By Derek Bryan, VP EMEA at Verizon Connect
Supply chains are constantly battling challenges, with unforeseen delays, restrictions and thefts causing disruption at every turn. More recently, the pandemic threatened the continuity of supply chains more severely than any event in recent memory. Lockdowns imposed across Europe and the rest of the world in response have caused disruption to the flow of goods, people, and transport drastically – with no indication of when its effects might fully subside.
The industry requires a smart solution, and the Internet of Things (IoT) could provide us with some of the answers. From temperature gauges, to in-vehicle sensor technology, to vehicle condition monitoring, the number of internet-connected devices in this sector will continue to grow, offering a ream of benefits to drivers navigating supply chain uncertainty going forward.
According to the Verizon Business 2020 Data Breaches Investigation Report (DBIR), IT misconfiguration was responsible for the largest number of cybersecurity vulnerabilities in the transport and logistics sector. This is one of a variety of factors preventing a confident uptake of IoT across the sector, meaning drivers are losing out.
With this in mind, how can we reconcile the expanding landscape of IoT vulnerabilities with its potential benefits? And moreover, as restrictions on mobility and economic disruption continue to be top of mind, how can businesses gain ROI from IoT in the medium and long term?
Shoring up the supply chain – the benefits of IoT
First and foremost, we must establish how IoT helps logistics businesses shore up their pipelines.
IoT devices can include anything from asset monitoring sensors within vehicles to assess the condition and temperature of cargo, to external sensors alerting drivers of the proximity of other vehicles, to the condition of the engine, to driver seats being occupied and doors/windows being opened or broken into. Additionally, AI dash cameras that allow fleet managers to review footage following a harsh driving event or accident are also becoming increasingly common within the sector.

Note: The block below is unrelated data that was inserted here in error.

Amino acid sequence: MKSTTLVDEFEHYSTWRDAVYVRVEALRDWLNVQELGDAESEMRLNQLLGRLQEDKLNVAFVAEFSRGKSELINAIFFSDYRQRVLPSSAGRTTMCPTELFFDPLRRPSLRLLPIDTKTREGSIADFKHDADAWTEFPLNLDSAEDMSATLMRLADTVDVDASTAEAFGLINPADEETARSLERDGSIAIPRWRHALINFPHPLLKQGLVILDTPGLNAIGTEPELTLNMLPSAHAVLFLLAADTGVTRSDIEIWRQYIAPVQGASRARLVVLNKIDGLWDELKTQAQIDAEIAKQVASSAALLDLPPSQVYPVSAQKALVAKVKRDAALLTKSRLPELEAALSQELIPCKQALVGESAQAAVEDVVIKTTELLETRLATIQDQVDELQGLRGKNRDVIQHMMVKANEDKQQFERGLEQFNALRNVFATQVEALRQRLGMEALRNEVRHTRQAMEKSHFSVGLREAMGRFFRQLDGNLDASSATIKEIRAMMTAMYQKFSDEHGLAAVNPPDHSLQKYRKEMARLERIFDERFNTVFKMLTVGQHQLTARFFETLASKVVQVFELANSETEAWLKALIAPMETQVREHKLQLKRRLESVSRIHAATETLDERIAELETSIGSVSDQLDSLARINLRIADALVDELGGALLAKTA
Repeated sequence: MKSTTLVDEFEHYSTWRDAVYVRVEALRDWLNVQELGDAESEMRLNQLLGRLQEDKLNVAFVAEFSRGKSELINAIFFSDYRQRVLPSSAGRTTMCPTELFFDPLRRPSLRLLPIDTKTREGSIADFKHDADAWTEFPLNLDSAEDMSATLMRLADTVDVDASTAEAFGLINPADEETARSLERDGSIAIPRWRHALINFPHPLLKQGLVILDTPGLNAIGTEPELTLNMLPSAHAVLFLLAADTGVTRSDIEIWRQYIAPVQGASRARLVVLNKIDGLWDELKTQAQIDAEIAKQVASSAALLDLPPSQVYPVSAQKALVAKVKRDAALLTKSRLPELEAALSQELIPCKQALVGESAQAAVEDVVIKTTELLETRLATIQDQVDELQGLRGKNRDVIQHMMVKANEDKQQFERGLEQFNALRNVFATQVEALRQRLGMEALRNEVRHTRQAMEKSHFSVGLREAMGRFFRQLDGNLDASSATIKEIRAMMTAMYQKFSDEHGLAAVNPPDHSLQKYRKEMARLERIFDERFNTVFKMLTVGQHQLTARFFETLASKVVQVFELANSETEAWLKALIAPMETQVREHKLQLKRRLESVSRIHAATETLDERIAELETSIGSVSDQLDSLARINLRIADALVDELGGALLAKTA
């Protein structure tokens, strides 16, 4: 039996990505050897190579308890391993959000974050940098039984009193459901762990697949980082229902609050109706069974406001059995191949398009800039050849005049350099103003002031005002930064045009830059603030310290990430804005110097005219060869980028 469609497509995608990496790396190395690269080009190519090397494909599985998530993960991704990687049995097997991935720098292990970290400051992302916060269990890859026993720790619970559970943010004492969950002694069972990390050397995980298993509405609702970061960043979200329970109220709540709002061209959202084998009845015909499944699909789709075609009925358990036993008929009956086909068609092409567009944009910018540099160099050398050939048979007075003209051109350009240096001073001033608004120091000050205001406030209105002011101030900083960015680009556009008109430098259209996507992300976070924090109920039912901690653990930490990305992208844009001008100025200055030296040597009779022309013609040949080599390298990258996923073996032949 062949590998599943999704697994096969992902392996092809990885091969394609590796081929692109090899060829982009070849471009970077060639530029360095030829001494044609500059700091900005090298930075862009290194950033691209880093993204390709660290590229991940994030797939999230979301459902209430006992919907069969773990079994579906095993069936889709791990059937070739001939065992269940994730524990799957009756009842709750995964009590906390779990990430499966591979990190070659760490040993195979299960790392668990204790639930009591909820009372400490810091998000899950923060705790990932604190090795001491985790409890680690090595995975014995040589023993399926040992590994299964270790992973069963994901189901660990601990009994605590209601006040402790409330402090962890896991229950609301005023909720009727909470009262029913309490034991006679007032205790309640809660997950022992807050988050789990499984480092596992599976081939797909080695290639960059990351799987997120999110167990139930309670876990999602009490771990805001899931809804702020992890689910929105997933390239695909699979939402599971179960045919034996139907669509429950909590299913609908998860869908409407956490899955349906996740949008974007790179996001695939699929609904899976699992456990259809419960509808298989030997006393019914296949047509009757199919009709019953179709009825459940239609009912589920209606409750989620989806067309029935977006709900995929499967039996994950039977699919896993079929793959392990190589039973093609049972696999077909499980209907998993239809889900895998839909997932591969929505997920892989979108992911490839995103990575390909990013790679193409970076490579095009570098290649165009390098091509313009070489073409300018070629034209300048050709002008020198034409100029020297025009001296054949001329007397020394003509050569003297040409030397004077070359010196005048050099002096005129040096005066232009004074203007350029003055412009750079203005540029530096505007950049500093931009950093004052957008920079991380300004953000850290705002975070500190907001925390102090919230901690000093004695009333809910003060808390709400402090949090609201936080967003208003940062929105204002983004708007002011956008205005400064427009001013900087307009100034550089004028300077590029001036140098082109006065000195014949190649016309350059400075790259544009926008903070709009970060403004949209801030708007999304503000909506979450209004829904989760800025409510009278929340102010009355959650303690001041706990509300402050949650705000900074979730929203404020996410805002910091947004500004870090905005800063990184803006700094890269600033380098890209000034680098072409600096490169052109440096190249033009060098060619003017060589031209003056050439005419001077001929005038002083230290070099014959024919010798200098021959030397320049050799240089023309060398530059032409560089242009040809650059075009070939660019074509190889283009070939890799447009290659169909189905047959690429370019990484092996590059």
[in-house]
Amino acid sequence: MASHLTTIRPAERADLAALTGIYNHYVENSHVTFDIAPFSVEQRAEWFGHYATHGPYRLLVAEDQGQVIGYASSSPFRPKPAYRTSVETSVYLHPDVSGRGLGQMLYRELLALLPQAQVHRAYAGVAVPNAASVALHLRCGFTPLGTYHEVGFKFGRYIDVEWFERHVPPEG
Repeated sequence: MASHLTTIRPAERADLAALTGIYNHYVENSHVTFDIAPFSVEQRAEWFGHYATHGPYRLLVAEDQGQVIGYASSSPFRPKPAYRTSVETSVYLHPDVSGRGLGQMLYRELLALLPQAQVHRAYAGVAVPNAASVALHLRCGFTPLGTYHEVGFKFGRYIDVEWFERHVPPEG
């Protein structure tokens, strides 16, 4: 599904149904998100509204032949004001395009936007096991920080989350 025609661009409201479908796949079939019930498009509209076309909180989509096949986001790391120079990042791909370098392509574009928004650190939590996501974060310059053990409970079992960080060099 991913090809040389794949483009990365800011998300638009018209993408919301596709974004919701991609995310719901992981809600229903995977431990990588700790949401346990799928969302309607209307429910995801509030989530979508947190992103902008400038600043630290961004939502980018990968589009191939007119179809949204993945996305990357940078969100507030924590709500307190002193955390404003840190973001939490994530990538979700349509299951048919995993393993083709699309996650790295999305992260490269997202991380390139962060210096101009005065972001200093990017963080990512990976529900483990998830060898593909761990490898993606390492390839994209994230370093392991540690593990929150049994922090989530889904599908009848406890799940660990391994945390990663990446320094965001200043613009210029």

Installing connected, smart technology on the ground provides logistics managers with a wealth of actionable data on, and visibility into, every step of the supply chain – allowing them to enhance operations in numerous ways. Using the data, drivers can be instructed to drive less aggressively or change how they load vehicles, for example, to ensure both they and their cargo arrive at their intended destination safely.
Managers can predictively pull vehicles out of operation if engine diagnosis data indicates a breakdown may be imminent. Drivers can pinpoint exactly when and where their vehicle was stolen or damaged to help expedite insurance claims. They can even provide supermarket customers with exact records of how long their produce has been stored for, and at what temperature, while in transit.
These closer and more accurate insights are particularly valuable to logistics businesses during times of disruption such as a pandemic or other global event. Agility, streamlined operations and vehicles and goods that communicate with each other help provide a more informed and consistent view of the supply chain, and in doing so help end users provide a more accurate and holistic picture to their customers.